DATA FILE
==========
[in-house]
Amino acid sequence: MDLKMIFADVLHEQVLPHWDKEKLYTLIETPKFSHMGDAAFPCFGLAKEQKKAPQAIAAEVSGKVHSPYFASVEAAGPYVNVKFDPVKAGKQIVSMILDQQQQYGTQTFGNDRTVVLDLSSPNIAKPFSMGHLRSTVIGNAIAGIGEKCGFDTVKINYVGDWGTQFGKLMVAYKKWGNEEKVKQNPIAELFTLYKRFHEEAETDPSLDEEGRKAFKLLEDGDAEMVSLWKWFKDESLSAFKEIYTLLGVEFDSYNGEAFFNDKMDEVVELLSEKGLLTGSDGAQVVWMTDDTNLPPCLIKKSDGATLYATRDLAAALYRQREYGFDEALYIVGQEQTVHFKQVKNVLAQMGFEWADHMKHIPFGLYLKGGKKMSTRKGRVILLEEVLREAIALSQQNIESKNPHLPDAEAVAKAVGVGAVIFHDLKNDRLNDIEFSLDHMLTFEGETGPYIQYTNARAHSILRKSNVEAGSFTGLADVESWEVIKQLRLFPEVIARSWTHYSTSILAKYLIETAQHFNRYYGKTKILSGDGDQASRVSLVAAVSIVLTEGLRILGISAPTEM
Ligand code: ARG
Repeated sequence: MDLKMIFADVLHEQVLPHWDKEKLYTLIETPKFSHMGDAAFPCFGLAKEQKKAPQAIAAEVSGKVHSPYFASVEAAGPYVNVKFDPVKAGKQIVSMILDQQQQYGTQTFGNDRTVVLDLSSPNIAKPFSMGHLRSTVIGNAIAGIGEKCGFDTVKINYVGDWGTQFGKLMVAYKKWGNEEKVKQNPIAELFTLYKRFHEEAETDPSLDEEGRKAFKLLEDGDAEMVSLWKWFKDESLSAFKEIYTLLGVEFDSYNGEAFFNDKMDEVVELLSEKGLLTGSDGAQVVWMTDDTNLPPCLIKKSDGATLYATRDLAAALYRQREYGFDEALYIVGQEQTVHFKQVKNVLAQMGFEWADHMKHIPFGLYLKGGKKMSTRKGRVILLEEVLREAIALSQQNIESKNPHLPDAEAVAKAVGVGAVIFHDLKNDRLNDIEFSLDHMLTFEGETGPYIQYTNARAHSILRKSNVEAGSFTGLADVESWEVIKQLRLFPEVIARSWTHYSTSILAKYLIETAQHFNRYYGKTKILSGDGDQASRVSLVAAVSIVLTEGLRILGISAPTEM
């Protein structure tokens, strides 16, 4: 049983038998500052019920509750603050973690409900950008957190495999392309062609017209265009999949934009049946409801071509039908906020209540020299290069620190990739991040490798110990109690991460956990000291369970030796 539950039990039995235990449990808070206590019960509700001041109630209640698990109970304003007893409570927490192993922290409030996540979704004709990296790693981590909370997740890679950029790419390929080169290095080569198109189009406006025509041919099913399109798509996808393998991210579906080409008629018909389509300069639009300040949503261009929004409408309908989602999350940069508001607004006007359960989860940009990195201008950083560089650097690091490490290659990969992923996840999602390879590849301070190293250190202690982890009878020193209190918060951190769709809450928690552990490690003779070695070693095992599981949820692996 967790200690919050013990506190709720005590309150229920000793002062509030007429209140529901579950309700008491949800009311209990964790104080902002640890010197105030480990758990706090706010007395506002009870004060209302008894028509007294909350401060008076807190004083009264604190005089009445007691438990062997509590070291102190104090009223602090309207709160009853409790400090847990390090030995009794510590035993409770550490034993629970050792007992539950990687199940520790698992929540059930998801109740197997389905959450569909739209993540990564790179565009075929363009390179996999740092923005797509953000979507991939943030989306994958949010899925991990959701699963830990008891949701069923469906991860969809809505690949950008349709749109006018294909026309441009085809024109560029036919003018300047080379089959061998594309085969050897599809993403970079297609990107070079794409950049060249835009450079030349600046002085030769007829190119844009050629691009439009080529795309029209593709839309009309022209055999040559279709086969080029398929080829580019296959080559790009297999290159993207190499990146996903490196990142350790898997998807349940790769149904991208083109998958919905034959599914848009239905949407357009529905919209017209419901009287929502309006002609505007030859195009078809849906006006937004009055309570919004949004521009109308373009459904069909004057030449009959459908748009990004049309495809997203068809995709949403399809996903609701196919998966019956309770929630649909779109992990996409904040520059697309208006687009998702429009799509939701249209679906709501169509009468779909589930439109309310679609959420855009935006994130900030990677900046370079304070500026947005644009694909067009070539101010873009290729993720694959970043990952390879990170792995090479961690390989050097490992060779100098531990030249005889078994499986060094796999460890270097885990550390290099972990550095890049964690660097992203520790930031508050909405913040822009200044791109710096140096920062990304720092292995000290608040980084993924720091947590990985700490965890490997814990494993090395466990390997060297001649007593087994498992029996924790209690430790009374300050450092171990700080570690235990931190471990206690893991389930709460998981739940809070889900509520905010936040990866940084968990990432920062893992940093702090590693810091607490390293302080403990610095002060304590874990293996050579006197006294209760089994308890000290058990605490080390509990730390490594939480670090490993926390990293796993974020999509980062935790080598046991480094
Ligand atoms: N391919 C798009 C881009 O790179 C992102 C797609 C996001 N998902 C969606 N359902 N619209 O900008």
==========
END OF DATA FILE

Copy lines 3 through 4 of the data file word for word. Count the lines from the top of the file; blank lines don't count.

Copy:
Ligand code: ARG
Repeated sequence: MDLKMIFADVLHEQVLPHWDKEKLYTLIETPKFSHMGDAAFPCFGLAKEQKKAPQAIAAEVSGKVHSPYFASVEAAGPYVNVKFDPVKAGKQIVSMILDQQQQYGTQTFGNDRTVVLDLSSPNIAKPFSMGHLRSTVIGNAIAGIGEKCGFDTVKINYVGDWGTQFGKLMVAYKKWGNEEKVKQNPIAELFTLYKRFHEEAETDPSLDEEGRKAFKLLEDGDAEMVSLWKWFKDESLSAFKEIYTLLGVEFDSYNGEAFFNDKMDEVVELLSEKGLLTGSDGAQVVWMTDDTNLPPCLIKKSDGATLYATRDLAAALYRQREYGFDEALYIVGQEQTVHFKQVKNVLAQMGFEWADHMKHIPFGLYLKGGKKMSTRKGRVILLEEVLREAIALSQQNIESKNPHLPDAEAVAKAVGVGAVIFHDLKNDRLNDIEFSLDHMLTFEGETGPYIQYTNARAHSILRKSNVEAGSFTGLADVESWEVIKQLRLFPEVIARSWTHYSTSILAKYLIETAQHFNRYYGKTKILSGDGDQASRVSLVAAVSIVLTEGLRILGISAPTEM